In the tombs at Dra Abu el-Naga different types of mummified remains, including shrews, rodents, falcons, and other animals sacrificed for Egyptian deities were discovered (Pic: Courtesy smithsonianmag.com)
Graves and remains of human beings of the past, along with their belongings throw light on the times they lived in. Apart from them, archaeologists, animals and birds entombed reveal a lot about the times and place they belonged to.
The ancient Egyptian burial area at Quesna, a city in Monufia Governorate of Egypt, which is guarded by the country’s Ministry of Tourism and Antiquities, has been a major attraction for historians and archaeologists for many years.
Yet, interestingly, not all the remains that have been found here are human. It has a large number of falcons and shrews – buried 2000 years ago for certain reasons pertaining to the then prevailing religious rituals. What is noteworthy is that these creatures help us know and understand what the region’s environment and biodiversity was then.
In an article in smithsonianmag.com Neal Woodman who is a United States Geological Survey scientist and research associate at the Smithsonian’s National Museum of Natural History observed: “A lot of these animals don’t exist in Egypt anymore, so the mummies can show us how environmental change has affected animals that once lived there.”
In fact Woodman and his associates found a mummified shrew and what they found is that it belonged to a species that favours a damper climate than what prevails in Quesna at present. This group’s finding was published in the journal PLOS One and it proposes that Egypt was wetter in the past than what it is now.
(The entrance structure to the corridors of the Falcon necropolis (Pic: Courtesy popular-archaeology.com)
Tabling the logic behind this, Salima Ikram, the Museum’s Research Associate, archaeologist at the American University in Cairo and co-author on the paper said: “Because we know where this species is found in modern times and what environments it likes, we can extrapolate what environment it would have flourished in back then.”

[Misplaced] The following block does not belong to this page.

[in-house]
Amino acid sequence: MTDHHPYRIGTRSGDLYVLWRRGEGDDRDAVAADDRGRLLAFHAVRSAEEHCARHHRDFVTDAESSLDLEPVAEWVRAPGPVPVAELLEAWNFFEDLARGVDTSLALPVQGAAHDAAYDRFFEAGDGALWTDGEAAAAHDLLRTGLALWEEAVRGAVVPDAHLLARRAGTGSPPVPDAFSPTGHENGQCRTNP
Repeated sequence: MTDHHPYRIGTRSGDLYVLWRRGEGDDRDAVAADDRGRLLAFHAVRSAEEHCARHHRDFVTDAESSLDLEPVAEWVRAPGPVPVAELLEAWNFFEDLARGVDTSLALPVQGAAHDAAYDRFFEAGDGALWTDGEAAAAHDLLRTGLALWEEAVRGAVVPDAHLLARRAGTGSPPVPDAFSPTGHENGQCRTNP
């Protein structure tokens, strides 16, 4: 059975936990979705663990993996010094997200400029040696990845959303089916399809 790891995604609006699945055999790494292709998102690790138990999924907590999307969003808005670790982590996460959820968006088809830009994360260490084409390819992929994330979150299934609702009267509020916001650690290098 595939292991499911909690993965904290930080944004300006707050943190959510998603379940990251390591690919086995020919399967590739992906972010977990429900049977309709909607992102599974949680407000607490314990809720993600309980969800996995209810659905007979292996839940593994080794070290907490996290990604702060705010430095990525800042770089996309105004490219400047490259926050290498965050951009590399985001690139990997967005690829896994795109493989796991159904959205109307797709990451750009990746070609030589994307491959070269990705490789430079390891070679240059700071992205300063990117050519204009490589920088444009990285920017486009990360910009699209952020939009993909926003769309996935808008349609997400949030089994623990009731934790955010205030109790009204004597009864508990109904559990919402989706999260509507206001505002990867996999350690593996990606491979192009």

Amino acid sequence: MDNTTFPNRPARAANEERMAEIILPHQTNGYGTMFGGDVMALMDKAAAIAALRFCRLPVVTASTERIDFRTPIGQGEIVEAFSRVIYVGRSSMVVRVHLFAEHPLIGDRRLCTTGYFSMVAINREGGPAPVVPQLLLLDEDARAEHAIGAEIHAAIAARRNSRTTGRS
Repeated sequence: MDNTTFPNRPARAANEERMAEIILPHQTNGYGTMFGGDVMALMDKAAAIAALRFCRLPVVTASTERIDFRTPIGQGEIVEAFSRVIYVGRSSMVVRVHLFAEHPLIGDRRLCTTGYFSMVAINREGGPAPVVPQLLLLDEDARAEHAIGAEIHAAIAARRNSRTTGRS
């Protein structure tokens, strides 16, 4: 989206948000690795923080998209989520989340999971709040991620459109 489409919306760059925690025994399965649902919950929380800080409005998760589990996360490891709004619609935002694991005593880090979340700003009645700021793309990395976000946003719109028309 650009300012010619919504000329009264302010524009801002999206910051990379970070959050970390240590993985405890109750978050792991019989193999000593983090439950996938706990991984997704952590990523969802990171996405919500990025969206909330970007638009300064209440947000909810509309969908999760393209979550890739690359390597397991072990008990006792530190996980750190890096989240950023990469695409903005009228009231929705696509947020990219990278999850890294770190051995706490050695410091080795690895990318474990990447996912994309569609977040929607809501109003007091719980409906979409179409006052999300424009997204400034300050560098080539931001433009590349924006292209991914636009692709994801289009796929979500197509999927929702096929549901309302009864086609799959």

Known as Güldenstaedt's White-toothed Shrew, this species throws light on what ancient Egypt’s environment was, and how the fauna of the place changed over a period.
Around 2500 to 2000 years ago, animal cults became popular in ancient Egypt. Thus varied animals were offered to the gods and at Falcon Necropolis, the offerings were made to god Horus. While the shrews were less prevalent, falcons were in abundance.
Ikram said: “We don’t have the high numbers for shrews as we do for other species. It was probably easier to trap shrews rather than try and breed them. They're quite tricky to breed and very nervous.”
Assuming that people of ancient Egypt were obtaining the shrews locally, it suggests that what has been found in the Necropolis belongs to that place itself.
The mummified shrews were found in diverse conditions, from whole mummy to preserved bone fragments. Woodman told smithsonianmag.com, “We mostly work with shrew remains that were mummified but whose wrappings rotted or were destroyed. They can be easily studied because their bones are free.”
In order to decide on the species of the mummified shrew, the researchers relied on different physical attributes. These include the size, length and shape of the bone. For instance, in one mummified shrew — discovered in the Falcon Necropolis – the jawbone is slightly larger than two of its relatives at the site. “We can distinguish what species a specimen is based on its size because all shrew species at this site tend to be slightly different sizes,” remarked Woodman.
The mummified Güldenstaedt's White-toothed shrew has definitely added to a better comprehension of the climate of the region over 2000 years.
Joanne Rowland, archaeologist at the University of Edinburgh, co-author on the paper and Director of the fieldwork in the Falcon Necropolis at Quesna remarked: “This all lets us find out more about the breadth of species that we’ve got, which helps us to think about the wider environment of the time and the types of creatures it could support.”
The climate fluctuations and change have been a subject matter of the scientists for quite some time and the discovery of mummified shrew and other animals at Quesna, do support the postulation that two millennia before this area was moister than what it is at present.
Elaborating on this aspect, Rowland said: “The results of our research, including sedimentary coring around the site of Quesna, also help us think about what that natural environment used to be at given points in time. We can reconstruct the proximity of the local river branch, for example, as well as considering the diversity of the animal population.”
Using the mummified animal remains, Woodman hopes to highlight the transformation of Egypt into a drier place. “What I really want is to examine a bunch of sites so we can start identifying patterns of diversity throughout the entire area,” he told the magazine.